The roses were planted on April 3, 2007.  They were allowed to grow and become established the first year, with the rating process beginning in the spring of 2008.  The plan specifies that ratings be performed monthly during the active growing season of years two and three.  Since the growing season in our area is almost year round, we have evaluated the plants every month.  Each plant is rated on a 0-10 scale with the caution that “almost never is a plant good enough to receive this 10 rating.”

This numerical scale reflects the plant’s overall landscape performance and encompasses its vigor, foliage and blossom, characteristics, fragrance, disease, soil and insect tolerance/resistance, growth habit and overall aesthetics.


The previously mentioned Buck roses we are testing include Winter Sunset, Pipe Dreams and Malaguena.  The other two cultivars in the test plot are Souvenir de St. Anne’s and Soncy, both of which are considered old garden roses.  Each of the roses being tested are repeat or continuous blooming shrub-type roses.

Despite experiencing a record 20 inches of rainfall in July of their first year, and being exposed to a severe drought since then, the year-two rating data is now complete, and overall each of the varieties rates above average.

Of these, Winter Sunset and Souvenir de St. Anne’s have shown the most promise during the first year’s grading, but keep in mind that all of these roses are being tested in other gardens with varying conditions, and final outcome for each will be determined by all test results combined.

Are there any potential winners?  We think so.  As the chairman of the Trial Garden, I (Jerome) frequently hear accolades about the roses we are testing.

For example, on Feb. 16, I received an e-mail from a fellow master gardener asking where he could purchase one of the roses being tested in the EarthKind Rose trial garden.  He commented, “I was in the VEG today and it (Winter Sunset) was, once again, loaded with blossoms.  And the scent perfumes the whole garden—even with gale force winds.”

Unfortunately, I had to inform him that the rose he wanted has limited availability and may be a bit difficult to find right now.  If it is selected an EarthKind Rose, that situation is certain to change.

For more information about each test variety and for good gardening practices regarding these and other roses, click on the trial demonstration direct results of the monthly ratings on the Master Gardener web site at under “Projects” and the second link under “2008 VCMGA Demonstrations.” (SEE pdf of Earth-Kind Rose Variety Demonstration.)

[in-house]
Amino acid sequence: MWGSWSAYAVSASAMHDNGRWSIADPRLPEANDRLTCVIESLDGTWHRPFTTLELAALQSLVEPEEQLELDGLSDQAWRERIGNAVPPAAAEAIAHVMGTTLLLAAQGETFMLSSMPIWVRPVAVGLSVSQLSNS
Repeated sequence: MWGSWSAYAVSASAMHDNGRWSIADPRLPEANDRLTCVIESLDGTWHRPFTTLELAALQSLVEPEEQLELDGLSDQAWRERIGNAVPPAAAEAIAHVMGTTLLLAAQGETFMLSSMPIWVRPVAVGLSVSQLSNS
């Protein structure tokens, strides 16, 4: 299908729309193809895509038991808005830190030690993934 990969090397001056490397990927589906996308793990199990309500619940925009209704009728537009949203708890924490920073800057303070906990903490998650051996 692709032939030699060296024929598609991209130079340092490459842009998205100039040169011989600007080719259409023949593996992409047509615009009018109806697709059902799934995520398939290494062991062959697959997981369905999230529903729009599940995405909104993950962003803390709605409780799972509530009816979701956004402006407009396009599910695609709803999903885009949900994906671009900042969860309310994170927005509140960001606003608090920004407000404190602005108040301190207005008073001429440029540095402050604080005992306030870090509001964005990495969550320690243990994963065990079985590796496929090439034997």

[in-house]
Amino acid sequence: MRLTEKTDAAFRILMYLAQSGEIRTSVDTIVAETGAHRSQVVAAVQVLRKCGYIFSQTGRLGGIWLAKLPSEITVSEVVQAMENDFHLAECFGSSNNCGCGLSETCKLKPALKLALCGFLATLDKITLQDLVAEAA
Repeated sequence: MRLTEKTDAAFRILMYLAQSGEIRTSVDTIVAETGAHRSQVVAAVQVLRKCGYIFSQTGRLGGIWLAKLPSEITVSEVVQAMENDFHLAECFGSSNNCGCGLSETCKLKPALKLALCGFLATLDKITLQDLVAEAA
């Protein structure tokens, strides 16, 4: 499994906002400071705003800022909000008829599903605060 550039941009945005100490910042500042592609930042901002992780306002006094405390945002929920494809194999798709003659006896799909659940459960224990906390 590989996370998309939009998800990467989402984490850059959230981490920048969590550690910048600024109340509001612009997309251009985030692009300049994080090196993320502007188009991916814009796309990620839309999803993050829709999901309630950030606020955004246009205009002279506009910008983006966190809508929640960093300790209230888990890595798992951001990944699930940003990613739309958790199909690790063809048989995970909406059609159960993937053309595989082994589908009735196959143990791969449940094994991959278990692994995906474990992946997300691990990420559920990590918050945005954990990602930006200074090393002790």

Better yet, come by the educational gardens, located across from the control tower at Victoria Regional Airport, to see for yourself how they are performing.  Perhaps you too will find the garden perfumed by Winter Sunset’s fragrant blooms.
CareFree Beauty
Pipe Dreams
Souvenir de St. Anne's
Winter Sunset
(Scored 0-10 with 10 being the best)
CAREFREE BEAUTY – (7.0) The control EarthKind rose for comparison.  It led the ratings through December but ceded to Souvenir de St. Anne’s recently.  Very few blossoms this winter and some foliage problems.  4-inch light rose colored blooms, retains large, red rose hips.
WINTER SUNSET – (6.95) Continues to perform like a winner. A heavy repeat bloomer with large and beautiful yellow blend with orange-based flowers.
SOUVENIR DE ST. ANNE’S – (7.24) Has lately taken the lead and keeps coming on stronger.  A Bourbon type rose with large semi-double, light pink and very fragrant blossoms.
PIPE DREAMS – (6.7) A compact 3 foot bushy plant with abundant leathery foliage.
SONCY – (6.4) Nice tea fragrance flowers of pale yellow to ivory.  Very few thorns.
MALAGUENA – (5.42) Has beautiful pale pink blossoms, stippled with red, growing singly and in clusters.  A compact and erect 3 foot shrub.  Somewhat disadvantaged at the start due to small transplants.
EARTH-KIND™ ROSE title is given only to select roses that undergo rigorous testing.
See --> VCMGA 2009 Earth-Kind Rose Varieties Photos --